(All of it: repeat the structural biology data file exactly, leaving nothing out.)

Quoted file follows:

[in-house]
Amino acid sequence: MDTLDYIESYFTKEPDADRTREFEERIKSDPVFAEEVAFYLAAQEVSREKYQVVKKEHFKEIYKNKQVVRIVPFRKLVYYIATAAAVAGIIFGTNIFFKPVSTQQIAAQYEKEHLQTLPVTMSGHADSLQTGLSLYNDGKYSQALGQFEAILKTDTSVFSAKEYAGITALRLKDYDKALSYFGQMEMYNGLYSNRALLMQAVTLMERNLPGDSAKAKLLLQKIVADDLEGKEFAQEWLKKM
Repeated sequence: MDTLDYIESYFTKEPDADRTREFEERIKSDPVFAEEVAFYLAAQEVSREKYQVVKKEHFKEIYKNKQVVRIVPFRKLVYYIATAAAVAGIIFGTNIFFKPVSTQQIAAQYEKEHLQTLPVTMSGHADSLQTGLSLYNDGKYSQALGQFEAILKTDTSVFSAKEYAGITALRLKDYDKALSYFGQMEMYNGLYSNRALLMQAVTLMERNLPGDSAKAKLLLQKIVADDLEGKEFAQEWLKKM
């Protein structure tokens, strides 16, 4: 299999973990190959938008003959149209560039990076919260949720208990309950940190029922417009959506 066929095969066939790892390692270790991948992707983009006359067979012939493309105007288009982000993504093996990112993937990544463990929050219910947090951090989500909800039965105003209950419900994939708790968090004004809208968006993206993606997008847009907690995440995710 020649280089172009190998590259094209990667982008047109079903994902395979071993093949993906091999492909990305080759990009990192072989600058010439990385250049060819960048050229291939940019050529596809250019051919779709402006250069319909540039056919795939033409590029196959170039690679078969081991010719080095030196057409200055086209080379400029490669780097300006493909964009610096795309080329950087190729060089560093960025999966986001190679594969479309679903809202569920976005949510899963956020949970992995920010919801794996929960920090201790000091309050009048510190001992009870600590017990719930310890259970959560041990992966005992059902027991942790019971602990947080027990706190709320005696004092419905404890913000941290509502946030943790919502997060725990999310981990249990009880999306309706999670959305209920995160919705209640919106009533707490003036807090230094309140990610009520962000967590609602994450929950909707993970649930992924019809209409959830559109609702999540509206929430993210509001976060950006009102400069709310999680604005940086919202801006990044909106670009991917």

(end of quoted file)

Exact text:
[in-house]
Amino acid sequence: MDTLDYIESYFTKEPDADRTREFEERIKSDPVFAEEVAFYLAAQEVSREKYQVVKKEHFKEIYKNKQVVRIVPFRKLVYYIATAAAVAGIIFGTNIFFKPVSTQQIAAQYEKEHLQTLPVTMSGHADSLQTGLSLYNDGKYSQALGQFEAILKTDTSVFSAKEYAGITALRLKDYDKALSYFGQMEMYNGLYSNRALLMQAVTLMERNLPGDSAKAKLLLQKIVADDLEGKEFAQEWLKKM
Repeated sequence: MDTLDYIESYFTKEPDADRTREFEERIKSDPVFAEEVAFYLAAQEVSREKYQVVKKEHFKEIYKNKQVVRIVPFRKLVYYIATAAAVAGIIFGTNIFFKPVSTQQIAAQYEKEHLQTLPVTMSGHADSLQTGLSLYNDGKYSQALGQFEAILKTDTSVFSAKEYAGITALRLKDYDKALSYFGQMEMYNGLYSNRALLMQAVTLMERNLPGDSAKAKLLLQKIVADDLEGKEFAQEWLKKM
């Protein structure tokens, strides 16, 4: 299999973990190959938008003959149209560039990076919260949720208990309950940190029922417009959506 066929095969066939790892390692270790991948992707983009006359067979012939493309105007288009982000993504093996990112993937990544463990929050219910947090951090989500909800039965105003209950419900994939708790968090004004809208968006993206993606997008847009907690995440995710 020649280089172009190998590259094209990667982008047109079903994902395979071993093949993906091999492909990305080759990009990192072989600058010439990385250049060819960048050229291939940019050529596809250019051919779709402006250069319909540039056919795939033409590029196959170039690679078969081991010719080095030196057409200055086209080379400029490669780097300006493909964009610096795309080329950087190729060089560093960025999966986001190679594969479309679903809202569920976005949510899963956020949970992995920010919801794996929960920090201790000091309050009048510190001992009870600590017990719930310890259970959560041990992966005992059902027991942790019971602990947080027990706190709320005696004092419905404890913000941290509502946030943790919502997060725990999310981990249990009880999306309706999670959305209920995160919705209640919106009533707490003036807090230094309140990610009520962000967590609602994450929950909707993970649930992924019809209409959830559109609702999540509206929430993210509001976060950006009102400069709310999680604005940086919202801006990044909106670009991917």